MIAMI - January 29 - Judge Beth Bloom granted a defense motion to acquit yesterday in the first jury trial stemming from Free Trade Area of the Americas (FTAA) protests of November 2003. Charges were dismissed in Dade County Court yesterday in the first jury trial to occur since last November's Free Trade Area of the Americas (FTAA) protests. The defendant, Gan Golan, 30, a graduate student at Massachusetts Institute of Technology (MIT), was arrested on Friday, November 21, 2003 and originally charged with "failure to obey a police order" and "resisting arrest without violence."
After hearing testimony and evidence from both sides, Judge Beth Bloom granted the second motion for a judgment of acquittal and dismissed the charges. Bloom ruled that no reasonable juror could convict Golan based on the evidence presented. Public Defenders Philip Kim and Barbara Ho represented Golan and put forward the motion after the defense finished their case, but before the jury deliberated.
After the ruling, Golan commented, "It is not the FTAA protestors that should be on trial--it's the police. 'Law enforcement' not only not only assaulted a group of non-violent citizens exercising their first amendment rights, but also trampled on the Constitution. As Miami Court Judge Margolius commented in another case," continued Golan. "The police should be facing charges."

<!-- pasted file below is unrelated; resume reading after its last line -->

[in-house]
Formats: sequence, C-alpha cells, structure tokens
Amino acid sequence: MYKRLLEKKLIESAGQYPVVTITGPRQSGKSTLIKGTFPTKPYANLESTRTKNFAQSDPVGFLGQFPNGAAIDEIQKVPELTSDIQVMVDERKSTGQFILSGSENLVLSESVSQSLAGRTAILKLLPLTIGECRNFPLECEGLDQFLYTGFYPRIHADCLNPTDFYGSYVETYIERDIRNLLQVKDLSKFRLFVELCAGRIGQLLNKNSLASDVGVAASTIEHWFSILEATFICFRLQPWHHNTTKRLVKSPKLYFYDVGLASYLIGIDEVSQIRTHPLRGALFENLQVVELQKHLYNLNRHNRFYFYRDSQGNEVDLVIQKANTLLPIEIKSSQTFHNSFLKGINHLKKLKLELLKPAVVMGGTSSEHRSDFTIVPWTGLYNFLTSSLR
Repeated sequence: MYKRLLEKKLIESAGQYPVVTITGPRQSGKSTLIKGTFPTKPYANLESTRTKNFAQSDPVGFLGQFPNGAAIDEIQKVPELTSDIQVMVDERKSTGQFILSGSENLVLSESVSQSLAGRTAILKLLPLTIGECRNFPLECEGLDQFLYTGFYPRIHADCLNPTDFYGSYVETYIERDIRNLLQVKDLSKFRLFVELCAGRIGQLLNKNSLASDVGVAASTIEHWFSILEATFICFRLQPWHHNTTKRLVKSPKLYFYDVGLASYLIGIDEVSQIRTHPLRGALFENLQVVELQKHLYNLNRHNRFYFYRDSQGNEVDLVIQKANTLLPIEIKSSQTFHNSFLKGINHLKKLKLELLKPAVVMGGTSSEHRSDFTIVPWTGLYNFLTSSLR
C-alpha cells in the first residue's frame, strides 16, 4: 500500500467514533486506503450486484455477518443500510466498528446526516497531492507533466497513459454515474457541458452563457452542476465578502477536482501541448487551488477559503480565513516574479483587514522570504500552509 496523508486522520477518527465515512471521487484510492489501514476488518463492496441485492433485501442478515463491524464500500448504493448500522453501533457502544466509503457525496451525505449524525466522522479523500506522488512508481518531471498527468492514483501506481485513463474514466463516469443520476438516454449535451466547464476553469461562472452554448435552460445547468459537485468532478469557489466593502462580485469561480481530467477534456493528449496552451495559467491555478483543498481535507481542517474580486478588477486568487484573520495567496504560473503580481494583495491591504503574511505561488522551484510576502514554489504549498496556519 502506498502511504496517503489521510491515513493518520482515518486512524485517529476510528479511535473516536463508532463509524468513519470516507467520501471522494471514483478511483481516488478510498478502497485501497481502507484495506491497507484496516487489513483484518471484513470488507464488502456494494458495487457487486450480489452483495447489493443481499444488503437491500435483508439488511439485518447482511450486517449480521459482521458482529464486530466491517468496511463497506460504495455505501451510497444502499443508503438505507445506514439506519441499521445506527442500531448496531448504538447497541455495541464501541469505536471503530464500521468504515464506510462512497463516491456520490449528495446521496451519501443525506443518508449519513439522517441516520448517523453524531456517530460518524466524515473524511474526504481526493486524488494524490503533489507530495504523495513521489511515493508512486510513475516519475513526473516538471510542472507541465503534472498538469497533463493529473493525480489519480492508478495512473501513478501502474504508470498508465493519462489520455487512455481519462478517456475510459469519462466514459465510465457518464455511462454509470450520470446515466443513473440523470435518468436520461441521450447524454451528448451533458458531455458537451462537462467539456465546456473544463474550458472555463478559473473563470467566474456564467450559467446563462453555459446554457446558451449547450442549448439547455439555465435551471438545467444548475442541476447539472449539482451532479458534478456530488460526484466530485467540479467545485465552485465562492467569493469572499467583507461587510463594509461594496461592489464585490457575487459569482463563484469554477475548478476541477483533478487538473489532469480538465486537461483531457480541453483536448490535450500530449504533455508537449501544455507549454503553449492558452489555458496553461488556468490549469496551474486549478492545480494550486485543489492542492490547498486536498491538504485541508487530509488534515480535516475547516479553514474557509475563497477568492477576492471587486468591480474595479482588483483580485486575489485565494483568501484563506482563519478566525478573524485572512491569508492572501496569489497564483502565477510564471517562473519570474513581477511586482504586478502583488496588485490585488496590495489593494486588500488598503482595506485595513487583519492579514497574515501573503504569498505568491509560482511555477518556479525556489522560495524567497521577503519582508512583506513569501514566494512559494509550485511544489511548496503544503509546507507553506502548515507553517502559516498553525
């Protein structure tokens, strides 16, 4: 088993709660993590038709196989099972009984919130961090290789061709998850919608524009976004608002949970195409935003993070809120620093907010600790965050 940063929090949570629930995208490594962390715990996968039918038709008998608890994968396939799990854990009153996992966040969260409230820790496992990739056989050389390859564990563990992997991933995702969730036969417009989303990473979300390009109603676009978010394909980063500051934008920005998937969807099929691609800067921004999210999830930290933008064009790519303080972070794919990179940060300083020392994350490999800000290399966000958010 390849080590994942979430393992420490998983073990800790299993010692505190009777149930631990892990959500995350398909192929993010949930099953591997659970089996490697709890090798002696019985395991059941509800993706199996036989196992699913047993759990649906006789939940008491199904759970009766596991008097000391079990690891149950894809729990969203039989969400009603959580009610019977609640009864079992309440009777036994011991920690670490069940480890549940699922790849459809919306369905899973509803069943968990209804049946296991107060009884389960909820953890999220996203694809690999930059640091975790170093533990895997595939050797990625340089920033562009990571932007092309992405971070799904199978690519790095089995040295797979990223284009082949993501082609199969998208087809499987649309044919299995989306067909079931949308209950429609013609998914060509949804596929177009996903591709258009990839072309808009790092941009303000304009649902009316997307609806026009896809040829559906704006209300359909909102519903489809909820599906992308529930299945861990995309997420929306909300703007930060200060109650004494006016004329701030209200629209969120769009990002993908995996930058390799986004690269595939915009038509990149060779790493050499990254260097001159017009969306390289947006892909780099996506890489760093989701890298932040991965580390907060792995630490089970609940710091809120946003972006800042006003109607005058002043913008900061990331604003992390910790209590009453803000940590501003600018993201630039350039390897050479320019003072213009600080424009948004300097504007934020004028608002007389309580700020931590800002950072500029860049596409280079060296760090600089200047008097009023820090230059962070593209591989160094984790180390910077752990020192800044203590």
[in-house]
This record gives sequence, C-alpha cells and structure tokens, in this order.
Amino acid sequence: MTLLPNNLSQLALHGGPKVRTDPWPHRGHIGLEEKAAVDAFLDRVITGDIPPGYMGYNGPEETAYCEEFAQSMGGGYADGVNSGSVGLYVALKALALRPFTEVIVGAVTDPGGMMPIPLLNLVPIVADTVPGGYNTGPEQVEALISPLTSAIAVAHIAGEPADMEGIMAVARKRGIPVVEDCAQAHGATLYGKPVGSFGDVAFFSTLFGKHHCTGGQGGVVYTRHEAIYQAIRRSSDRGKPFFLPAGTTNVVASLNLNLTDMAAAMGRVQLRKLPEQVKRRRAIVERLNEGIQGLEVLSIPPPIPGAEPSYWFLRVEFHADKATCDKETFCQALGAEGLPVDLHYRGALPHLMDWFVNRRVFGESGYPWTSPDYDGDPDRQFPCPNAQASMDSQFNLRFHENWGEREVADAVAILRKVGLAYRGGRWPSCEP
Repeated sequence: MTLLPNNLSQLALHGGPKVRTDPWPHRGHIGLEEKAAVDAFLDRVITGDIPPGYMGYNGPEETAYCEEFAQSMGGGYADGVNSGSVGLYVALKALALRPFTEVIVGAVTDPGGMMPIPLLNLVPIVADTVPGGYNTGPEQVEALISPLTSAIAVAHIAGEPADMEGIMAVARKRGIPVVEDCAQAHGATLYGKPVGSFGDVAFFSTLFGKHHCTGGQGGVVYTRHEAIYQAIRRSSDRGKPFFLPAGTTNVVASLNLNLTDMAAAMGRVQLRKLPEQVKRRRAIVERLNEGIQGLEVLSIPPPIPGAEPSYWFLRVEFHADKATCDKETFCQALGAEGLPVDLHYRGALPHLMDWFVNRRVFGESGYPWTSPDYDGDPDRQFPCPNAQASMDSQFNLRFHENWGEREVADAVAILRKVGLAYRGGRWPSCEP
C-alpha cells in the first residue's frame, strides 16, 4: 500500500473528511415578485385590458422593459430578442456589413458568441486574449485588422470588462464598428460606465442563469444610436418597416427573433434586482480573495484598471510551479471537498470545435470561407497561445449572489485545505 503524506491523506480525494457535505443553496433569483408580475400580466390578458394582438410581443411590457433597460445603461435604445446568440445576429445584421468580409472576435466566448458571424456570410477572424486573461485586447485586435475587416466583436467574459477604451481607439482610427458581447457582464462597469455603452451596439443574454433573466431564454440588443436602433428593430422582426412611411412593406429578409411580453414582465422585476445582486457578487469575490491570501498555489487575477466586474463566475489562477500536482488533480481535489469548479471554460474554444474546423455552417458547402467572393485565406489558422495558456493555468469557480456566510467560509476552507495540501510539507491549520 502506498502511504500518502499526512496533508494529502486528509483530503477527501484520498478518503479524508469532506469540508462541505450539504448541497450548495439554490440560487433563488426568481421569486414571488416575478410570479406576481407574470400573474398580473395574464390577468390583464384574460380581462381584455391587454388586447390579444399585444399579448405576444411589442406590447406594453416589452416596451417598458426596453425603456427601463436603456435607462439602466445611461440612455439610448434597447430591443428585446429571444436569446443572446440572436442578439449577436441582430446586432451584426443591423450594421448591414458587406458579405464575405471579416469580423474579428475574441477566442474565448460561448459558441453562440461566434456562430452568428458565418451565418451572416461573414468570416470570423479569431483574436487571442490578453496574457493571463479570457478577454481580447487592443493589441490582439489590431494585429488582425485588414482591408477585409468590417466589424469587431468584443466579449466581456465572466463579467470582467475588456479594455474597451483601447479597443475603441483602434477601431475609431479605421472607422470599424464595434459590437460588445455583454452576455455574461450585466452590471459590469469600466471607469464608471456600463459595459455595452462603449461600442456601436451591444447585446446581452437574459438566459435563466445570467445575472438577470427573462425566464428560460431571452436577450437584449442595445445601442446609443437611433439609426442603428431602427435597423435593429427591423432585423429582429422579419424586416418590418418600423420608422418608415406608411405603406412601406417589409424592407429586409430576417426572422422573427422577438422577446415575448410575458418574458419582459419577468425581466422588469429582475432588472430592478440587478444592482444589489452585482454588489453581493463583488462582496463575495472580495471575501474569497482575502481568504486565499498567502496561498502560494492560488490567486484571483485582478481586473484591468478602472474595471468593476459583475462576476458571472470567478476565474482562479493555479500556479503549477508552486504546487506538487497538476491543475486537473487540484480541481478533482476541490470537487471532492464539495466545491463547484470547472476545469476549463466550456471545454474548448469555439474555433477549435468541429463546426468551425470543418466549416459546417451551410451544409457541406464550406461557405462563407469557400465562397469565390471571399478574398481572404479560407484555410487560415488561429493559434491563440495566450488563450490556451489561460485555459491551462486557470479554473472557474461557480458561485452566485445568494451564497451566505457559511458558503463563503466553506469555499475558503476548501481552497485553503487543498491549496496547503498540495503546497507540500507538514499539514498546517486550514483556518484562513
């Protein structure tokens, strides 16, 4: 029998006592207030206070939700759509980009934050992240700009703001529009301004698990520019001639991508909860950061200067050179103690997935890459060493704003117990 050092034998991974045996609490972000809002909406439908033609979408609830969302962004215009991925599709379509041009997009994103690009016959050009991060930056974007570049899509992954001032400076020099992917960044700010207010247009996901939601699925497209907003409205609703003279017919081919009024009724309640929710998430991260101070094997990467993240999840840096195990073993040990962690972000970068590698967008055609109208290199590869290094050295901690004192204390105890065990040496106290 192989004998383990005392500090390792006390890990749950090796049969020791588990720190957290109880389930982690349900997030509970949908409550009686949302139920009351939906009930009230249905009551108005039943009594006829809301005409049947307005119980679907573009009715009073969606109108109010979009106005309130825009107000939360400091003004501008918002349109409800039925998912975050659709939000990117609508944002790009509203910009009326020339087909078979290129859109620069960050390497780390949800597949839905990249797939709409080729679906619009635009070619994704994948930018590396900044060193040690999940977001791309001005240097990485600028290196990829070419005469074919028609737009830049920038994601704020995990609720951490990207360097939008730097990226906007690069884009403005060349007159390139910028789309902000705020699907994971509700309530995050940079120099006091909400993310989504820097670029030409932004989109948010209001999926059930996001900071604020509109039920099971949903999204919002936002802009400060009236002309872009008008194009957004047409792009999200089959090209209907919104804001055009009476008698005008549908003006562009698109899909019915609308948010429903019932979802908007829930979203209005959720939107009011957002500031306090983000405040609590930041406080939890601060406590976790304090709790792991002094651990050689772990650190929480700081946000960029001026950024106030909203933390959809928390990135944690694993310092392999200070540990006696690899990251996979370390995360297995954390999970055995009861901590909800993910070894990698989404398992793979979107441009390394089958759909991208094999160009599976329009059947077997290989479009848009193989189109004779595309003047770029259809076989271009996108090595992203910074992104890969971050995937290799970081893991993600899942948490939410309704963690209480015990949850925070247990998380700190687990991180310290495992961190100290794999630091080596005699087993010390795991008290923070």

Golan was arrested along with over sixty other people attending a peaceful vigil in front of the Miami-Dade County Jail. Over 200 people had gathered at the jail that Friday to show solidarity for those arrested and attacked by police the previous day. The crowd was not only restricted from peacefully assembling, but was brutally assaulted with pepper spray and forcefully pushed to the ground by numerous riot police.
Golan's arresting officer, Juan Leon, and Lt. Jeffrey Schmidinger, who allegedly issued the order to disperse prior to the arrest, both testified in court. Testimony by the Metro Dade police officers' directly contradicted each other as well as other evidence presented by the defense. Contrary to prior reports by police, Schmidinger testified, under oath, that the police moved in on the hundreds of assembled protestors before the announced time given for them to disperse from the area. Schmidinger is listed in numerous FTAA-related arrests reports as the officer who gave the dispersal order.
"The fact that the prosecution's case did not hold up in court is certainly telling," said Golan. "But being acquitted does not solve the problem of how and why the police violated all of our rights. The defense has won its case, but unless we can stop this behavior from happening on the streets of Miami and other cities around the nation, the police will remain able to perpetrate their misconduct against others."
Golan is on full scholarship to MIT and a research assistant at the Program for Human Rights and Justice at Harvard's Kennedy School of Government. His course of study involves Global Trade and International Development, issues at the heart of the debate around the controversial FTAA meetings.
For further information about the aftermath of the FTAA protests and the legal battle to defend the rights of those unlawfully arrested, please refer to the following web sites: